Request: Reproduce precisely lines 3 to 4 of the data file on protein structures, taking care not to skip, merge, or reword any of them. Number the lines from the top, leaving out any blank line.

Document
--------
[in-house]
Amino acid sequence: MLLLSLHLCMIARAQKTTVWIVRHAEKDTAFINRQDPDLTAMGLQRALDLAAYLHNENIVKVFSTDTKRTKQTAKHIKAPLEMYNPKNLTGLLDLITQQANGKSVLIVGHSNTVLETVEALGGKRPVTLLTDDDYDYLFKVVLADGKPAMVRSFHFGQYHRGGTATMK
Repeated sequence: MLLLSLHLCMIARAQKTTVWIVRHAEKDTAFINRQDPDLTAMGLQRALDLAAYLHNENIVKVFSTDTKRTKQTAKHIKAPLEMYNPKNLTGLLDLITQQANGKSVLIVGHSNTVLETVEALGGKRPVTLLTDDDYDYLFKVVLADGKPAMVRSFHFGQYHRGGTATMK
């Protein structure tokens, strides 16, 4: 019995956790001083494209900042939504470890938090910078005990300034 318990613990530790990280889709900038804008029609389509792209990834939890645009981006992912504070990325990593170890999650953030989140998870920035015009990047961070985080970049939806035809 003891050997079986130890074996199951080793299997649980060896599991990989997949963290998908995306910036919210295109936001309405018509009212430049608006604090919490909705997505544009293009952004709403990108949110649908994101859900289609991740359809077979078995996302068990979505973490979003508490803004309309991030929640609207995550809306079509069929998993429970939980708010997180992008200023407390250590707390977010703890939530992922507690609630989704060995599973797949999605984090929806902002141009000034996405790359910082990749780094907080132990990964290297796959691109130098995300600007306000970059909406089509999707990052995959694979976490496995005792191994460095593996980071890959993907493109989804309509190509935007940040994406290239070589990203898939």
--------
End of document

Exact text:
Repeated sequence: MLLLSLHLCMIARAQKTTVWIVRHAEKDTAFINRQDPDLTAMGLQRALDLAAYLHNENIVKVFSTDTKRTKQTAKHIKAPLEMYNPKNLTGLLDLITQQANGKSVLIVGHSNTVLETVEALGGKRPVTLLTDDDYDYLFKVVLADGKPAMVRSFHFGQYHRGGTATMK
């Protein structure tokens, strides 16, 4: 019995956790001083494209900042939504470890938090910078005990300034 318990613990530790990280889709900038804008029609389509792209990834939890645009981006992912504070990325990593170890999650953030989140998870920035015009990047961070985080970049939806035809 003891050997079986130890074996199951080793299997649980060896599991990989997949963290998908995306910036919210295109936001309405018509009212430049608006604090919490909705997505544009293009952004709403990108949110649908994101859900289609991740359809077979078995996302068990979505973490979003508490803004309309991030929640609207995550809306079509069929998993429970939980708010997180992008200023407390250590707390977010703890939530992922507690609630989704060995599973797949999605984090929806902002141009000034996405790359910082990749780094907080132990990964290297796959691109130098995300600007306000970059909406089509999707990052995959694979976490496995005792191994460095593996980071890959993907493109989804309509190509935007940040994406290239070589990203898939």